Monday, April 3, 2017

Office Royale


For many a dull reason, I do not often go to the movie theater to see films on the big screen. Time is limited, the experience is usually frustrating (don't get me started on how I was ready to break out into my best Class of 1999 Pam Grier-as-a-badass-robot-authoritarian when people refused to sit in their assigned seats at the packed house for Get Out), and most films will end up streaming or available via a handy Netflix DVD pouch (yes, I still use those) within half a year. In the time it takes to get to a theater, sit through decades of trailers, and make the trip home, I probably could have watched two or three films, all without the squeaky seats, sticky floors, and constant internal debate of whether it's better to suffer in silence through chatty neighbors' rudeness or risk getting beaten up by teenagers in trying to make a stand.


That being said, when a genre film comes out that looks fresh and representative of where I'd like to see film trends go, I often feel the need to give it my support. When I first saw the trailer for the James Gunn-written, Greg McLean-directed The Belko Experiment, I vowed (possibly audibly like a rude teenager) that I would go see that in the theater. I've long whined about the lack of office-centered horror, and while the premise was obviously inspired by many a Battle Royale-esque tale, those are my absolute favorite of all the tales. This was the TYPE of movie I wanted to see being made, so any way I could help that continue to happen (i.e., with a $16.25 weeknight ticket, yes, that's what it's like in Manhattan and I'm crying, not you), it felt like my very duty.

Quick Plot: Welcome to Belko, Inc., a U.S. based corporation that specializes in bringing business to South America. We're introduced to the Bogota-based office and its various employees, a mix of expats that range everywhere from a stoner janitor (Sean Gunn) to the cool and collected maintenance manager (Michael Rooker, shockingly NOT trying to kill people) to a newcomer clocking in on her first day and of course, the boss, played with intense corporate confidence by the always welcome Tony Goldwyn. While the film makes a pointed effort to give us enough of an idea of the sprawling cast to be able to follow multiple characters, the lead is clearly John Gallagher's Mike, a pleasant and morally-minded middle manager who sort of embodies what Jim Halpert might do in case of...well...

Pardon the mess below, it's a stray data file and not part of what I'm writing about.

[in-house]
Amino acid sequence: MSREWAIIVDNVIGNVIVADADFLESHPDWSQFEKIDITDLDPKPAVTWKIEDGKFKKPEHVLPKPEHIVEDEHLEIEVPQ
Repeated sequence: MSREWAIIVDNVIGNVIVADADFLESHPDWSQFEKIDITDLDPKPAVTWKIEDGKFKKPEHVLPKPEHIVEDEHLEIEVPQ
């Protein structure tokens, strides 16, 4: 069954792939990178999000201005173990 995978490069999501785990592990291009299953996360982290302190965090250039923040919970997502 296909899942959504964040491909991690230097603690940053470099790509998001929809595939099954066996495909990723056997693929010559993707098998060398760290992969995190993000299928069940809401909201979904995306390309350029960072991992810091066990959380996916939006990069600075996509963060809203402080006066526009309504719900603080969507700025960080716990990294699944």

If you've seen the trailers, you know the gist: on a typical workday, Belko's walls are sealed and a god-like voice on the intercom orders those locked inside to kill two employees within an hour. The penalties will be severe, and it doesn't take too many tracers implanted in the back of staff members' heads to figure out this is no practical joke. People will die. The question becomes, rather quickly, who?


In many ways, The Belko Experiment came custom-made for me. About a dozen years ago, when I first saw Battle Royale, I became mildly obsessed with applying the setup to every possible scenario I might encounter (and a few years later, wrote about it here). Bored on the subway? IMAGINE IF EVERYONE ON THIS CAR WAS SENT TO AN ISLAND AND WE HAD TO FIGHT TO THE DEATH. At the time, I was teaching ESL in Korea to elementary and middle school students. IMAGINE IF MY CLASSROOM WAS DROPPED ON AN ISLAND AND--you get the point. 


Naturally, when I started working in an office, the game continued. Those who might remember my eons-ago review of Office Killer might recall how disappointed I was to see the titular setting barely used. On any given day, there are about a dozen products in my reach from Staples that could kill me. WHY IS THIS AN UNTAPPED RESOURCE FOR HORROR?